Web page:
Digital Culture

What I Really Want For Christmas

December 26, 2010

Christmas is the defining American holiday.  Most might say Thanksgiving because it is uniquely American.  Yet Christmas is all about America’s core values – buying and giving.  Thousands of dollars are spent just getting us in the mood to buy and spend.  Christmas trees are erected in every building, corner and nook.  Giant snowflakes hang from streetlights, and holly wreaths adorn city squares.  The media has tried to whip us into a frenzy of buying, all in hopes that we will save the economy with our holiday spending, which will show a sign of hope.

I recall two years in a row where I was at Toys R Us at midnight on Christmas Eve.  It was a terrifying experience to watch parents race shopping carts through aisles, completely unaware of what their children needed and determined to give them what they wanted; to create the fantasy Christmas they themselves had dreamed of as a child.  And what did that get us?  Young adults who still believe the ATM machine makes money and instant gratification isn’t instant enough.

For a couple of Christmases’, when our kids were teenagers, I suggested we abandon commercialism and make each other gifts.  Even my husband looked at me crazy; save that “Walton Family Christmas” stuff for someone else.  Years later when both I and their father had lost our jobs and there was no money for presents I tried it again.  My regifted items to my children, wrapped with little notes that told them how precious this item was to me and why I wanted them to have it now, were met with weak smiles and puzzled stares.  Where was a gift with a manual and operating instructions?  Why didn’t they get something they could wear or play?  It will take decades for our culture to be deprogrammed after years of excess and prosperity.  It will be years before my children truly understand the beauty and love that come from giving when you have nothing.

Some American children are learning that lesson right now in the Great Recession.  The letters to Santa, received by the  U.S. Post Offices tell the true story of America in the Great Recession.  This year children are asking for warm coats and shoes instead of IPods and video games.  And Americans respond.  The other side of our buying frenzy is our willingness to give, even in hard times.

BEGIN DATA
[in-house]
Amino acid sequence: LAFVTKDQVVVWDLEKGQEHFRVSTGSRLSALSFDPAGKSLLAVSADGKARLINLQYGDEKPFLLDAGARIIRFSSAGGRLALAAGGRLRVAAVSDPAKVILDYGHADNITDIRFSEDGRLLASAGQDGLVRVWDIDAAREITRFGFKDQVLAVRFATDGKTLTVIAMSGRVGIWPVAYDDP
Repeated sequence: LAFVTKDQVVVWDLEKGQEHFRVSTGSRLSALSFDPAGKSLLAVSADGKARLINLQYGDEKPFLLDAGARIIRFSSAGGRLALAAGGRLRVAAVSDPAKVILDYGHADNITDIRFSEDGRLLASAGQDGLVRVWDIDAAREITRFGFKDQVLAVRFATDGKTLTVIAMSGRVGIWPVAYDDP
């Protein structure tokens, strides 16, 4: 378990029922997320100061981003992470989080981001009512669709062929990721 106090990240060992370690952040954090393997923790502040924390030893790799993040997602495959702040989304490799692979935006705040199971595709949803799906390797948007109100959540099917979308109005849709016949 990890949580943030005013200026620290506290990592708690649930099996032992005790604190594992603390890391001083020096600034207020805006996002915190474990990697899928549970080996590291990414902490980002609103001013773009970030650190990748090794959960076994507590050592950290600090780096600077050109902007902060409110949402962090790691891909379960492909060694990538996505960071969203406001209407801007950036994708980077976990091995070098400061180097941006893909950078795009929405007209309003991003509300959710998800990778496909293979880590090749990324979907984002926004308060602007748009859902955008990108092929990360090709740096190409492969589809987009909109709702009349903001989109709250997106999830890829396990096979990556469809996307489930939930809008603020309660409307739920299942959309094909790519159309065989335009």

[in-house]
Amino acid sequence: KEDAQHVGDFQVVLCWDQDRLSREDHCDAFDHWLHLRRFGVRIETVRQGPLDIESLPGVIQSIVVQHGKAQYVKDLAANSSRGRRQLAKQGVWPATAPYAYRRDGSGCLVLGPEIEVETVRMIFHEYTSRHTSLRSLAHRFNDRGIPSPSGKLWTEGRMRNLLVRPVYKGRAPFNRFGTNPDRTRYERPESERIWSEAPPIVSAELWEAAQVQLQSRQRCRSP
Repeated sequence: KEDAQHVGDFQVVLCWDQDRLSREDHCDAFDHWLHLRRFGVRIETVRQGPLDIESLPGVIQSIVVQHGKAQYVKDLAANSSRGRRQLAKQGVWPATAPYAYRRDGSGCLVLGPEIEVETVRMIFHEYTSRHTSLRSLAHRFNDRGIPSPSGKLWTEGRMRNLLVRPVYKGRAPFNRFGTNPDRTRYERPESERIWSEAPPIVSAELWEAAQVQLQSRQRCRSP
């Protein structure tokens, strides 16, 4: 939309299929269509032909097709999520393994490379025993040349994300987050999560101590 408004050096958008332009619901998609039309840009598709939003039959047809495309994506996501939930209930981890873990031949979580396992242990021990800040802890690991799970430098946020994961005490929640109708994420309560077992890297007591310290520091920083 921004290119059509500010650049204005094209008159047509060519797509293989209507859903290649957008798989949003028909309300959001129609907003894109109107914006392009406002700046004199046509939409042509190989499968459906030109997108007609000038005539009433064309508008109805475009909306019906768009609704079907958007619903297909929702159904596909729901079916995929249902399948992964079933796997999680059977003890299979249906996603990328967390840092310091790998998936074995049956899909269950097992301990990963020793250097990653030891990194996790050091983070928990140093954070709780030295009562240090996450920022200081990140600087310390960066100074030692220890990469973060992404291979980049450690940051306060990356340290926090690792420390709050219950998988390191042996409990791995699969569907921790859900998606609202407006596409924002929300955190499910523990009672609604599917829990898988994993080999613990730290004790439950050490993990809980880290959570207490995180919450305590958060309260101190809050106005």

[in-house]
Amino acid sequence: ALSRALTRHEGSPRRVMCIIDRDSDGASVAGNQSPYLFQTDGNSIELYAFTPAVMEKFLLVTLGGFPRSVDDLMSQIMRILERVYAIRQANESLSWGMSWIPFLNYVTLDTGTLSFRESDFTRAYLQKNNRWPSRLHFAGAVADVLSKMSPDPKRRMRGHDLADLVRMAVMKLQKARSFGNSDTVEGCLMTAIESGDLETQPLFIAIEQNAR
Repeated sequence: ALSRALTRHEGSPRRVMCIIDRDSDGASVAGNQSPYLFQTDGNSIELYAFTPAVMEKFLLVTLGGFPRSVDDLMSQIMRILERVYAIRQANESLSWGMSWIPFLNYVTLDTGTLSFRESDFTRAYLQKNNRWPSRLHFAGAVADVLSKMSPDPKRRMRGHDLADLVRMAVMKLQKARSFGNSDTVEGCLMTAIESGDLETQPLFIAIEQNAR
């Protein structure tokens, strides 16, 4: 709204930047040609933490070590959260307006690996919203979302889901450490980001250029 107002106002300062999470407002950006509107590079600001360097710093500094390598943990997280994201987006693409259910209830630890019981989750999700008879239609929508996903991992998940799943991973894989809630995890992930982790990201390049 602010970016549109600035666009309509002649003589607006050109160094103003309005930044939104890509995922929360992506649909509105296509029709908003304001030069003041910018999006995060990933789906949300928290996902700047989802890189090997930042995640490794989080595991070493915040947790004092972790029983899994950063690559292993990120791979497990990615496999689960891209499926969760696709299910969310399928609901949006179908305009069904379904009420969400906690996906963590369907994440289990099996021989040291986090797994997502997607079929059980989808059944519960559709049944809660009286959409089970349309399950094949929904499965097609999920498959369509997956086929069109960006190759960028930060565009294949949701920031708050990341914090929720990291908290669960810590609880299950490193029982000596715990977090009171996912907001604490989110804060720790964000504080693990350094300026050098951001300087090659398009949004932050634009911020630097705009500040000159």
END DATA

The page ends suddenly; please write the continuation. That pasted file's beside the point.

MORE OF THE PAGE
Americans Respond to Sad Letters to Santa

Naturally, I look to the Great Depression for some sense of what to expect, although I am mindful that those were different times, a different culture and a different technological environment.  For those who did not do well in U.S. History, the Great Depression began with a stock market crash in 1929 and deepened to a 28% unemployment rate by 1932.  In a report commissioned by U.S. non-profits preparing for the serious economic downturn they saw ahead, a study of charitable giving in the Depression tells an interesting story.  I will let you check it out for yourself.  But the important thing is that letters to Santa are being answered.  Americans got through the Depression together and that is how we will survive the Great Recession.

Philanthropy in Uncertain Times

Most importantly there is an opportunity to change the meaning of Christmas giving.  A new reality show, Downsizing, is a living example of how teenagers, who once had it all, can learn to love life with less and really appreciate each other. 

See Downsized

This Christmas can be the beginning of the corny but true journey to understanding the “true meaning of Christmas.”  It is about gratitude for the people in your life and what they bring you every day, not what they wrap up and put under the tree.  The gift of love is the most priceless gift that Santa will bring.  I hope you had a transformative Holiday.

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